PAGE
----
An apple a day keeps the doctor away, but can an orange a day keep the constipation at bay?
A woman on Instagram claimed in a viral video that eating an entire orange — peel included — can cure constipation in just minutes.
Instagrammer @lilsipper shared her step-by-step “cure” for constipation, which involves washing the outside of the orange, slicing it into wedges, coating each slice with cinnamon and cayenne pepper “generously” and eating the entire thing including the peel.
“Wait 5-10 minutes and the rest is history!” she wrote.
Bethany, the woman behind the account, explained that this works because “oranges contain naringenin, a flavonoid shown to help with constipation in general, and studies show that naringenin can also have a laxative effect.”
She added in the caption, “Cayenne pepper and cinnamon contain capsaicin, which trigger your TRVP1 receptors (located in your mouth and also throughout your body and GI tract) and stimulate your GI tract—making things move through quite fast!”
But does this zesty concoction really work?
While whole oranges do indeed contain lots of fiber and water — two elements known to help relieve constipation — there’s nothing particularly special about oranges that will make you go to the bathroom, experts said.
“The fiber in orange peels isn’t anything special compared to other fibers,” Amy Brownstein, MS, RD, a registered dietitian and owner of Nutrition Digested, told Health.
Orange peels are generally safe to eat, but harmful substances like pesticides or bacteria can be living on the surface, so be sure to wash the fruit thoroughly.
However, some people might experience negative side effects from the peel.
“For some people, orange peels can cause an upset tummy, so start with small amounts first,” VenHuizen said.
Brownstein added, “The texture and flavor of orange peels may be difficult to tolerate or aggravate any jaw or chewing issues.”
An orange with its peel intact is 82% water and has 7 grams of fiber, which might be a significant amount, but it’s also not likely to send you running to the toilet — especially for those who are vulnerable to constipation, including those who suffer from IBS.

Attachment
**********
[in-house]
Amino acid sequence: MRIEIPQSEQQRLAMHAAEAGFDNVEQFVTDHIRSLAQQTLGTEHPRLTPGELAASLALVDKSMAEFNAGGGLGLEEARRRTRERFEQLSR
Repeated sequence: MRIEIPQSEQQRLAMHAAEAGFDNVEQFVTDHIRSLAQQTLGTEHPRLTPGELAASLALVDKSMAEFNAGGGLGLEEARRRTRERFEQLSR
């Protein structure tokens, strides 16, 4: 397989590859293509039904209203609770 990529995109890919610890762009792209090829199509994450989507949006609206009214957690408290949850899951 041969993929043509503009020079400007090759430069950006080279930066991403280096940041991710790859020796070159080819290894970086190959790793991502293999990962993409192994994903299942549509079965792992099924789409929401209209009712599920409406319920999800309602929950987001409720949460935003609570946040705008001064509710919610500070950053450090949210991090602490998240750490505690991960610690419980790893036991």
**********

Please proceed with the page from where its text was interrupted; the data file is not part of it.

“For a person prone to constipation, there is no way that eating a high-fiber food is going to produce immediate effects. That’s just not how fiber works,” Danielle VenHuizen, MS, RDN, a registered dietitian and owner of Food Sense Nutrition, told Health.
“While fiber can promote regularity, it takes hours for fiber to reach the colon and help alleviate constipation,” she said.
However, Bethany was right about oranges containing naringenin, but the studies that show the antioxidant has a laxative effect have only been performed on animals.
“Unfortunately, there are no studies to date on the use of naringenin for constipation in humans,” VenHuizen said. “While two studies on mice and rats shed some light on how naringenin might support regularity, we cannot apply these same findings to humans.”
Bethany also claimed that cayenne pepper and cinnamon contain capsaicin, which trigger your TRVP1 receptors, which can be true, but some stipulations go along with this claim.
“Both cinnamon and cayenne are high in a compound called capsaicin,” VenHuizen said. “Capsaicin, in high doses, can trigger receptors that tell the intestines to start moving.”
Some people have a bowel movement after consuming cayenne pepper and cinnamon, but it most likely won’t happen quickly — consuming these spices could also make things worse.
“Increasing activation of TRVP1 receptors by ingesting cinnamon and cayenne could contribute to greater GI pain and discomfort instead of directly stimulating the digestive tract,” Brownstein explained.